Pablo Martinez Monsivais, Associated Press
NEW YORK — Herman Cain has long cast himself the scoundrel of the Republican presidential field, mocking political correctness and dissing rivals with a well-timed zinger. When his jokes raised eyebrows, he offered a standard response: "I didn't mean to offend anyone."
Now, as he fights allegations of sexual harassment, Cain may be gambling the same line of defense will help defuse the biggest crisis of his candidacy.
"I do have a sense of humor, and some people have a problem with that," the Georgia businessman said after the harassment allegations first surfaced, explaining how his gregarious gestures may have been misconstrued.
Cain, who led the National Restaurant Association in the late-1990s, has acknowledged the organization made a financial payout to a subordinate who accused him of inappropriate behavior. Cain said he recalls an incident in which he stepped close to the woman to compare her height to his wife's but said the woman's accusations were "baseless."
A third woman who worked with Cain during that period told The Associated Press he had made numerous comments that made her uncomfortable and had invited her to a corporate apartment outside of work. She said he pushed boundaries with female staffers, eyeing their bodies and complimenting them on their looks.
"People have said he's a jovial guy. But I never knew him to make jokes like that," the woman told the AP. She spoke only on condition of anonymity, saying she feared losing her current job and the possibility of damage to her reputation.
Asked on Fox News earlier this week if he was the kind of guy who makes inappropriate comments, Cain said, "No."
"The only thing that I could be guilty of saying in a group of men and women is paying a compliment to the woman," Cain said, adding that he may remark about how a woman has "married up."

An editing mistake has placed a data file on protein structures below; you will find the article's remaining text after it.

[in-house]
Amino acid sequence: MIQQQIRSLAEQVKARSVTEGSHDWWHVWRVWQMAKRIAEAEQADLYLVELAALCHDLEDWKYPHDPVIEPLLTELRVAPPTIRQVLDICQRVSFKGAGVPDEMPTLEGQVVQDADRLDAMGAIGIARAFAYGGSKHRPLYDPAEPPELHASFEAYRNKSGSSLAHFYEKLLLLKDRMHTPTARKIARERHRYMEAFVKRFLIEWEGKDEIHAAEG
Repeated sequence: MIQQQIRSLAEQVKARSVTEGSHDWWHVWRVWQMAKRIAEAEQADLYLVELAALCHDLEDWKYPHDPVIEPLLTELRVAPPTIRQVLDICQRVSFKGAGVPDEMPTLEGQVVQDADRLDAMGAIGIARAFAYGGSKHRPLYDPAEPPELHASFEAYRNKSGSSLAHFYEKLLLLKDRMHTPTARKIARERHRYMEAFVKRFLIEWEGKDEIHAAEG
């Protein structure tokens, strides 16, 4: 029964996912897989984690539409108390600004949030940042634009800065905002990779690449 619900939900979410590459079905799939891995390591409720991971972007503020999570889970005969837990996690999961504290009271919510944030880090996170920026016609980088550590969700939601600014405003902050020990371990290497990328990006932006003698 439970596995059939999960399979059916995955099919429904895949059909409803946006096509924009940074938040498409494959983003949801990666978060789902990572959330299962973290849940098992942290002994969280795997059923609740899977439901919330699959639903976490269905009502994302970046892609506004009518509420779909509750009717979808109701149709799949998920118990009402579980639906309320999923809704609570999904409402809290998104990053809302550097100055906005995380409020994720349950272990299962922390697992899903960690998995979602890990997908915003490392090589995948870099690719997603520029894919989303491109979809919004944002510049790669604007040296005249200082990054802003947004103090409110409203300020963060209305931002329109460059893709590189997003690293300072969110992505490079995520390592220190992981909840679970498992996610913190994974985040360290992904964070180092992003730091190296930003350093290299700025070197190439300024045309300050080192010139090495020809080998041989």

"If she changed her hair, you know, I might say something like: 'Oh, you changed your hairstyle. It's very becoming.' So I would make compliments to women in group settings like that, sure," Cain added.
Murray Schwartz, a New York employment lawyer, said some men accused of sexual harassment do successfully make the case that their attempts at humor had been misread.
"But with everyone being so concerned about sexual harassment, most employers don't kid around that way with the women who work for them," Schwartz said.
To be sure, Cain seems to relish the role of contrarian — one not bound by the rules that constrain others.
"I would bring a sense of humor to the White House. America's too uptight!" Cain declared at a CNN debate in September when asked what set him apart from his opponents.
Cain's irreverent sense of humor has been part of his charm as a candidate, conferring a likability that many find lacking in his chief rival, former Massachusetts Gov. Mitt Romney. The two are now vying for the lead in several polls.
Cain has also used humor to deflect criticism, allowing him to sidestep mistakes or defend controversial comments by claiming he was just making a joke.
"Let Herman be Herman," Cain said on CBS' "Face the Nation" Sunday when he was grilled about his campaign's unconventional new Web ad showing his chief of staff sucking a cigarette.
That ad was supposed to be funny, Cain insisted, and "not intended to offend."
He gave a similar excuse last month after being questioned about his plan to build an electrified fence that could kill people attempting to cross the U.S.-Mexico border.
"It was a joke, and yeah, I haven't learned how to be politically correct yet," Cain told CNN.
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